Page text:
Niagara Gazette — It’s just too dang cold and nasty to do much more than curl up with a good read; “Try Me”, as James Brown once crooned directly into the heads and hearts of anyone within listening distance:
A lanky, young “high yella colored boy” growing up in the working class, bitter cold winter, and sweltering summer, non-air-conditioned factory neighborhoods that used to ring the world-famous Niagara Falls, I always wondered how we black folks got here and why in the world we stayed.
Why, “In God’s name” would my dad, an intelligent, good natured man who got along with everyone, light enough in skin color, to “pass for white” choose in 1928, on purpose, with nobody forcing him to do so, leave Ray Charles’ moonlit Georgia pines and the warm bathing sunshine of Palm Beach for this bitter, cold-ass, but incredibly beautiful, God blessed and seemingly forsaken Niagara Falls?
I was young, but not too young to notice the difference between Florida’s weather, and THIS!
Why did my family live right on the Canadian border where the skies were permanently dark with factory smoke, where the gray, winter snow painted a dreary, frigid background against the grinding, screeching, pounding, banging belching of those sanctified factories?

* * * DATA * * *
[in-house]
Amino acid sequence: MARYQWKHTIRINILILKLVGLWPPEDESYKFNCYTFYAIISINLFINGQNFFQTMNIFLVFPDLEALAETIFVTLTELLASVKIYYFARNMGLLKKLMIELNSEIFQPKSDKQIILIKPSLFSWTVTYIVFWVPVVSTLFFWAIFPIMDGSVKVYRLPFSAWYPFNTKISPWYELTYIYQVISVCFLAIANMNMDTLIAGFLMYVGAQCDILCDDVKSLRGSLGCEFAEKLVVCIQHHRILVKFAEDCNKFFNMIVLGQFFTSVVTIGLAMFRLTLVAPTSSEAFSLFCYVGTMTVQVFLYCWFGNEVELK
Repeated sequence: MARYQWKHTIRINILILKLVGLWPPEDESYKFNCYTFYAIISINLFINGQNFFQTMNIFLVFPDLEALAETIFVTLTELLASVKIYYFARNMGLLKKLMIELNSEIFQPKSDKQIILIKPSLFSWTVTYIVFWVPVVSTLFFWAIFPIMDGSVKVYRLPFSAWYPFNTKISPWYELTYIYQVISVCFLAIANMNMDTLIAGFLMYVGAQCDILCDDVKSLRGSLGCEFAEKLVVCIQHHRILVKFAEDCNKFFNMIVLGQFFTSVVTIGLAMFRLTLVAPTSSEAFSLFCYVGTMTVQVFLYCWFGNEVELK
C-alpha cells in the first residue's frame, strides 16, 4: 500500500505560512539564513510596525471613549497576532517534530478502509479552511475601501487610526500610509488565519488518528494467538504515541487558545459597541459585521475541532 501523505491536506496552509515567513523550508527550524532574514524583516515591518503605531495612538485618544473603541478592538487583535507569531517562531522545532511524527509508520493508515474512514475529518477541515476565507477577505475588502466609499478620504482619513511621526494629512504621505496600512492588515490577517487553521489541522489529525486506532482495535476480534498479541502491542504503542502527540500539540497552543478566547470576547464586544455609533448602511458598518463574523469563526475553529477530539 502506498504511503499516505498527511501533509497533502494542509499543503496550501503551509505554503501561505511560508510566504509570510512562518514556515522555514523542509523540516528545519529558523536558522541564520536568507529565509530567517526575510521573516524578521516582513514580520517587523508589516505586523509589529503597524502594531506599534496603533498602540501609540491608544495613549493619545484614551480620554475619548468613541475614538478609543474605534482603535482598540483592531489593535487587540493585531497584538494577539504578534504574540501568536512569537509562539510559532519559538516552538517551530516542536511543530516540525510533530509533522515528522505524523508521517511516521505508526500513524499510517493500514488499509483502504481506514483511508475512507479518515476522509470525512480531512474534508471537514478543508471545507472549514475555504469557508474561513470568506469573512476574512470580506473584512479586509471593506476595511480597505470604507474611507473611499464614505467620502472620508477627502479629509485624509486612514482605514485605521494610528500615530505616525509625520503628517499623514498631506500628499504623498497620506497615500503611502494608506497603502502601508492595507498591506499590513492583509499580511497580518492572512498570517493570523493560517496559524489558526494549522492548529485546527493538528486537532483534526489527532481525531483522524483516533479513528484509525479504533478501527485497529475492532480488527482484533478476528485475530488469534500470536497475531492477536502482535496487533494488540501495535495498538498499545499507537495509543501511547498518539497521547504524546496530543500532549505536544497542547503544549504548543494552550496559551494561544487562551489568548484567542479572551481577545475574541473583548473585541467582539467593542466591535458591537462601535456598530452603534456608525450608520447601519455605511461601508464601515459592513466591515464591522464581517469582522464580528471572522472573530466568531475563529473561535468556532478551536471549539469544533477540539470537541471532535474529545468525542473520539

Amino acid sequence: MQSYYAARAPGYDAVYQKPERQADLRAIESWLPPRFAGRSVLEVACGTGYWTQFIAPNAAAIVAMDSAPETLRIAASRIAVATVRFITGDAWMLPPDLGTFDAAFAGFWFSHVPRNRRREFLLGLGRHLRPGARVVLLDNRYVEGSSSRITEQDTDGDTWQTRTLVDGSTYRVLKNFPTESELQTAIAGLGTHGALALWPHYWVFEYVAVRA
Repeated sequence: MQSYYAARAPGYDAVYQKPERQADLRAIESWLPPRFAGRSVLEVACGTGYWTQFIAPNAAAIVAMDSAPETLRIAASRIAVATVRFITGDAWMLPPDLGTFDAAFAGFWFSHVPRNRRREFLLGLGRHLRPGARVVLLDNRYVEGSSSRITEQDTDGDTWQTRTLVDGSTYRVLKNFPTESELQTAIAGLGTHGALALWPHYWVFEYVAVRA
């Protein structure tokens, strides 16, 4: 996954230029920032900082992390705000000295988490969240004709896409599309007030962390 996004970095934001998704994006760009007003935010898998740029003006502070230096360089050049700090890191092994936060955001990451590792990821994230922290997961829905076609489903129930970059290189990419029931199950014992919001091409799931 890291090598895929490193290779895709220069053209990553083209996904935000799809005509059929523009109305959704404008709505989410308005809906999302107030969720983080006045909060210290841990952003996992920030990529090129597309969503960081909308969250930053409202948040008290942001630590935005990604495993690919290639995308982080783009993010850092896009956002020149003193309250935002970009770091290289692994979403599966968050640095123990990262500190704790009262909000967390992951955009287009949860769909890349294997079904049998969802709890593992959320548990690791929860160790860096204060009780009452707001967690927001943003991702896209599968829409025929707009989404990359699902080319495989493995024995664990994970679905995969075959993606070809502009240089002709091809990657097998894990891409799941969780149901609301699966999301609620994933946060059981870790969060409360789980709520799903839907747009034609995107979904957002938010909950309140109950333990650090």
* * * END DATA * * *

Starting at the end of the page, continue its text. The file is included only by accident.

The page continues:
Oh, yeah, and by the way, Dad, I wondered; why were there so many black men working in the most dangerous of those most dangerous of dangerous places?
I was old enough to ask questions, but too young to understand the honest answers; my parents did not want their children to know.
Neither did the Polish parents want their children to know, nor did the Irish, the Italians, nor the Jews; clumped together near the railroad tracks want their kids to know the whole, stinking truth; they kept their secrets to themselves, making it my job to unravel their contortions.